“You won’t be able to find a parking spot,” Ms. Baxter said.
This culture translates into valuable community support for the school and students, meeting material needs of the school and its kids while making a meaningful statement that academic work is supported.
Fundraisers including the bluegrass festival and a community Thanksgiving dinner raise thousands of dollars, used to meet needs ranging from technology to textbooks to basketball uniforms. Financial support also allows students to take annual trips to destinations like Nashville and Washington, D.C. Grassy Fork’s outdoor classroom was constructed by a local builder, and a mechanic shop nearby throws pizza parties when kids succeed academically. A community garden at the school was made possible by a grant from the Farm Bureau – it’s watered by a nearby fire department branch, tilled by a neighbor with a tractor, and planted with seeds purchased by the community.
Regular Community Day events at school bring in a wide variety of working people to showcase what they do best. Kids might learn about chinking logs from a cabin-building company, or enjoy a tale told by a storyteller. The events expose them to a variety of walks of life and make connections to the world around them.
“What the children see is that people care about them. They know that so many people really care about them and continue to care about them, even after they graduate high school,” said Dr. Webb. “They really feel the connection to the community and want to help take care of the school and the community.”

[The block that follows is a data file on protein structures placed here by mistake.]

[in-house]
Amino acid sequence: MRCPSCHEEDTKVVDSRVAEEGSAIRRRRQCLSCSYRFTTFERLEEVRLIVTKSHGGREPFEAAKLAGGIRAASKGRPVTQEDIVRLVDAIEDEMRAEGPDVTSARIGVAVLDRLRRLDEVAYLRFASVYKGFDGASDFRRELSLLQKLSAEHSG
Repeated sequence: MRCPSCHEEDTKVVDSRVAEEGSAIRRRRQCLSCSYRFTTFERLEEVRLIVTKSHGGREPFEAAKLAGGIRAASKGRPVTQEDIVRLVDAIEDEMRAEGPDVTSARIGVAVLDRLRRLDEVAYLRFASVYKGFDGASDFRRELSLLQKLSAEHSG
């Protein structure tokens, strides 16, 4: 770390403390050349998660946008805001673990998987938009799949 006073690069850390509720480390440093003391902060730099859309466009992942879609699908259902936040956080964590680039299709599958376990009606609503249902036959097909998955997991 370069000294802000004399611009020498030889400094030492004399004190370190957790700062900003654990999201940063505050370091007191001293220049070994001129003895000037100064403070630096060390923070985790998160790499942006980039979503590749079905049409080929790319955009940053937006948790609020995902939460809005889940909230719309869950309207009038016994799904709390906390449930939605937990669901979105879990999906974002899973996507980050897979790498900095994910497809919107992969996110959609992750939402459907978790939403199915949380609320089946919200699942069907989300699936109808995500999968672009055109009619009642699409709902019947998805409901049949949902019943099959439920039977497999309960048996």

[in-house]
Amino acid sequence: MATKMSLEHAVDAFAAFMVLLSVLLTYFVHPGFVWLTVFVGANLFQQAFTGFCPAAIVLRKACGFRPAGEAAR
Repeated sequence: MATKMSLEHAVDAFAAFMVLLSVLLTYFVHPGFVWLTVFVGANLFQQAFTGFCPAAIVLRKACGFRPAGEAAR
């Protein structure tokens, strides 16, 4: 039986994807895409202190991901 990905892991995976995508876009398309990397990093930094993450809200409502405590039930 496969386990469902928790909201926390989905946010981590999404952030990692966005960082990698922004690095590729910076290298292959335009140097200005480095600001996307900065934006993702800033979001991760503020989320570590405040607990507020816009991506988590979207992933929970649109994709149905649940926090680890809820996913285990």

About nine out of ten Grassy Fork students are economically disadvantaged, Mr. Tocholke said. “We have some needs here. If a child is hungry, they’re not going to learn well.”
Community members help provide support for needy students. A food bank brings truckloads of food to send home, local ministries provide coats for kids who need them, and other groups make sure students have Christmas presents.
The Grassy Fork community culture extends to each individual student. Individual learning needs are closely monitored by teachers and staff. Innovative after-school programming improves technology access and provides homework help, while helping the school monitor potential problems that could arise between kids, or as a result of the emotional burdens of poverty or drug abuse at home.
Eighth-grade student Kailey Grace says the school is like a family. In contrast to Grassy Fork, the school she used to attend left her feeling left out. She felt that she learned the basics but was poor at math and didn’t do well on state tests. Thanks to one-on-one time with teachers, she’s earning a B in math – and has a completely different attitude about school.
“In this community, there are a lot of children with poor home lives,” said Kailey. “School is a safe environment, so they can really help them grow, because school is a safe place for them. You can tell they want to teach you, so students really want to learn.”
Learn more about the work at Grassy Fork school in this video: